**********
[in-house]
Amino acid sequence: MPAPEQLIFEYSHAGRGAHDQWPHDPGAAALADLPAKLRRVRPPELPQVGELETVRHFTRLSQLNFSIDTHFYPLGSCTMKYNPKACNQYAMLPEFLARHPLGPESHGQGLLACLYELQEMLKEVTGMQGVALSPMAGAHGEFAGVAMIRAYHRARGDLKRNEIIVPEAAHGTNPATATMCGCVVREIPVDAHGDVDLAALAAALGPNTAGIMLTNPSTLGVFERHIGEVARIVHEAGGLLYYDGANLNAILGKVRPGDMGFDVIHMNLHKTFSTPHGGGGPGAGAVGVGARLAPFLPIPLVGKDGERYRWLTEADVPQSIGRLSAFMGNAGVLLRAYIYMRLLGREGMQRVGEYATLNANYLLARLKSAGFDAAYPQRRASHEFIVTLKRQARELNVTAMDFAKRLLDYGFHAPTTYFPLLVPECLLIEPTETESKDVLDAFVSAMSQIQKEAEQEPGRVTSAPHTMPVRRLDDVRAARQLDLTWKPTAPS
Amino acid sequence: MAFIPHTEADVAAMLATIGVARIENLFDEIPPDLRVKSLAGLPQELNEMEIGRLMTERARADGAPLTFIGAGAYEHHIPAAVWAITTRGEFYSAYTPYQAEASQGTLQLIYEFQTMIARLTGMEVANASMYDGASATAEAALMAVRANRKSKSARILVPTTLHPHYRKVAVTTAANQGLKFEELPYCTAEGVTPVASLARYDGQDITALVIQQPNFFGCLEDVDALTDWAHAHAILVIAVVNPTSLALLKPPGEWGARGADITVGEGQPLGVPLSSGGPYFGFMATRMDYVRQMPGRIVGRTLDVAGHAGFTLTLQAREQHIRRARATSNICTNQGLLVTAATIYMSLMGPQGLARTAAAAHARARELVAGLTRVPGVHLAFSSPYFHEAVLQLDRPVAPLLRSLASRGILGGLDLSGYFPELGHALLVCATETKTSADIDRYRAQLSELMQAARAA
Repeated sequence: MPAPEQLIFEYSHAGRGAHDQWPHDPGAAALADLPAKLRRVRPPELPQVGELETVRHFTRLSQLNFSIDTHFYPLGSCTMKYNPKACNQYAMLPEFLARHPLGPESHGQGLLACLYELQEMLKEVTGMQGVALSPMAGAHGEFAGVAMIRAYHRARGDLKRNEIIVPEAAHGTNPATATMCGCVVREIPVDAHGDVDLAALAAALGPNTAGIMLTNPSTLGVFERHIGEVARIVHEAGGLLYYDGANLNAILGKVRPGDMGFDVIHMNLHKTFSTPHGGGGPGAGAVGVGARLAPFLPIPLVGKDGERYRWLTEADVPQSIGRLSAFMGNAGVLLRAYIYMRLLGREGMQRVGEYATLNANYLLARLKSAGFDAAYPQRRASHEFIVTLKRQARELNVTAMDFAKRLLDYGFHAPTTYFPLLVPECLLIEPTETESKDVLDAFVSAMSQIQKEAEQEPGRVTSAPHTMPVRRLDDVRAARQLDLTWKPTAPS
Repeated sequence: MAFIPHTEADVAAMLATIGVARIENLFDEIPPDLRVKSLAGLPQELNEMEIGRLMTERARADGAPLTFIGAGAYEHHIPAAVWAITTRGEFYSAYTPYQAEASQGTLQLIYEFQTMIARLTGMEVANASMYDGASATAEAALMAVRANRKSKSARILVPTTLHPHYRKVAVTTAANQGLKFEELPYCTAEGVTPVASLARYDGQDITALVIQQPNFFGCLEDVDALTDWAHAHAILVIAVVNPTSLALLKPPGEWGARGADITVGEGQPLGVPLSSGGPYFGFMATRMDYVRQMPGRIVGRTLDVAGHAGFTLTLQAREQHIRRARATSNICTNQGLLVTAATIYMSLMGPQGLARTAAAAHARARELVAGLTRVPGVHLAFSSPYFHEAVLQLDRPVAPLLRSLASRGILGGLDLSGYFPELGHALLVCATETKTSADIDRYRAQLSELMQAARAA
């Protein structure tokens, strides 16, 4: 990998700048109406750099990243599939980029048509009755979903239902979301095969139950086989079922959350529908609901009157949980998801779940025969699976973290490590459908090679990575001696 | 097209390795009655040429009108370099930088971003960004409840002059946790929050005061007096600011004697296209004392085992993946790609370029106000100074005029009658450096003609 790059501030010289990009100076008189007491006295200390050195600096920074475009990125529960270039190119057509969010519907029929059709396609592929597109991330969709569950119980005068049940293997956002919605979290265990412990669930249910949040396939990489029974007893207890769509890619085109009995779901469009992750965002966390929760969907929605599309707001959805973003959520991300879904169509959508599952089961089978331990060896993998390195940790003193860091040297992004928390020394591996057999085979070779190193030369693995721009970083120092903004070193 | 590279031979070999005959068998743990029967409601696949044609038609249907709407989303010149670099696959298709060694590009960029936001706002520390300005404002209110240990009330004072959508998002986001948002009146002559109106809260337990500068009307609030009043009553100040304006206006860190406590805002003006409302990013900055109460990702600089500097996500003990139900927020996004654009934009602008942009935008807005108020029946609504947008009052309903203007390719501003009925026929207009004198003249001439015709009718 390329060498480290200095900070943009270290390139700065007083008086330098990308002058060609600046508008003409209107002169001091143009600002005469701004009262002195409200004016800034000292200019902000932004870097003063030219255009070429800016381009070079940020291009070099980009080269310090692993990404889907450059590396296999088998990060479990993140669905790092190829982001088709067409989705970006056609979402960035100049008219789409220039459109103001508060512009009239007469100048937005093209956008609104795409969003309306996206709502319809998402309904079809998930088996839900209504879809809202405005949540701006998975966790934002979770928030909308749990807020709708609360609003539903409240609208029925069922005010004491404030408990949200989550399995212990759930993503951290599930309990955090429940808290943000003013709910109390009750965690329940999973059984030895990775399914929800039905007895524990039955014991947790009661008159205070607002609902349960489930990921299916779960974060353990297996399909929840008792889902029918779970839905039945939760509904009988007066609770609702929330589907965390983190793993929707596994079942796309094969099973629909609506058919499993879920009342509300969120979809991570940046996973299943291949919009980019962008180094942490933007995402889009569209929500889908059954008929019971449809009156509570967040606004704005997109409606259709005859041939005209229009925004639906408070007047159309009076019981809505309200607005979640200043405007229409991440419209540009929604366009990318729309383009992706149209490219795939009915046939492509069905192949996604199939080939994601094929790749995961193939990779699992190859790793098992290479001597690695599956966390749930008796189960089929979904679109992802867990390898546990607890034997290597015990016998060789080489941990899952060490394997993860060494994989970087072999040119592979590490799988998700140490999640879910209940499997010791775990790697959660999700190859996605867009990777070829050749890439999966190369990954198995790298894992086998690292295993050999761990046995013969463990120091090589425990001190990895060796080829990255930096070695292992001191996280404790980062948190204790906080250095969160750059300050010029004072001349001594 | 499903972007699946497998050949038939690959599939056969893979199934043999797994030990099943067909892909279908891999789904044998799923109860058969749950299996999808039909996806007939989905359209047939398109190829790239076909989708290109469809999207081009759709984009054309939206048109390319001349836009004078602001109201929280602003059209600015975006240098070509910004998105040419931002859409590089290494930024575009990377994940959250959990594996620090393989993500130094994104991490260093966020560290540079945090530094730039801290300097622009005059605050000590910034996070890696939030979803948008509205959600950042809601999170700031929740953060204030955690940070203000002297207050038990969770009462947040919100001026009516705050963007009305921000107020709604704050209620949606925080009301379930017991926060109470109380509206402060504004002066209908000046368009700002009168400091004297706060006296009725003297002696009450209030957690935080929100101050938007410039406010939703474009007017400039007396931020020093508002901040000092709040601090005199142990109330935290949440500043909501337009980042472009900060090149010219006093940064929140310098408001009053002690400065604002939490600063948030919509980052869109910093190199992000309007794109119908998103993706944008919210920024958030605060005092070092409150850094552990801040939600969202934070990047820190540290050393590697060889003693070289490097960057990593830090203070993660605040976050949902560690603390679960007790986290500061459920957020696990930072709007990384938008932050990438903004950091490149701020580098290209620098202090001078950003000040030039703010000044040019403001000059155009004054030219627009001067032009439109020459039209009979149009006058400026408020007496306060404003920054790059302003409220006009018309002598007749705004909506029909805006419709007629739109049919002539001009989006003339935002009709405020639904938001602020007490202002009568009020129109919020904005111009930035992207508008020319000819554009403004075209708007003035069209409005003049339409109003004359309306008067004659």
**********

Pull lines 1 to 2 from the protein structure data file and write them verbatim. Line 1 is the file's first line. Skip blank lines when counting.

[in-house]
Amino acid sequence: MPAPEQLIFEYSHAGRGAHDQWPHDPGAAALADLPAKLRRVRPPELPQVGELETVRHFTRLSQLNFSIDTHFYPLGSCTMKYNPKACNQYAMLPEFLARHPLGPESHGQGLLACLYELQEMLKEVTGMQGVALSPMAGAHGEFAGVAMIRAYHRARGDLKRNEIIVPEAAHGTNPATATMCGCVVREIPVDAHGDVDLAALAAALGPNTAGIMLTNPSTLGVFERHIGEVARIVHEAGGLLYYDGANLNAILGKVRPGDMGFDVIHMNLHKTFSTPHGGGGPGAGAVGVGARLAPFLPIPLVGKDGERYRWLTEADVPQSIGRLSAFMGNAGVLLRAYIYMRLLGREGMQRVGEYATLNANYLLARLKSAGFDAAYPQRRASHEFIVTLKRQARELNVTAMDFAKRLLDYGFHAPTTYFPLLVPECLLIEPTETESKDVLDAFVSAMSQIQKEAEQEPGRVTSAPHTMPVRRLDDVRAARQLDLTWKPTAPS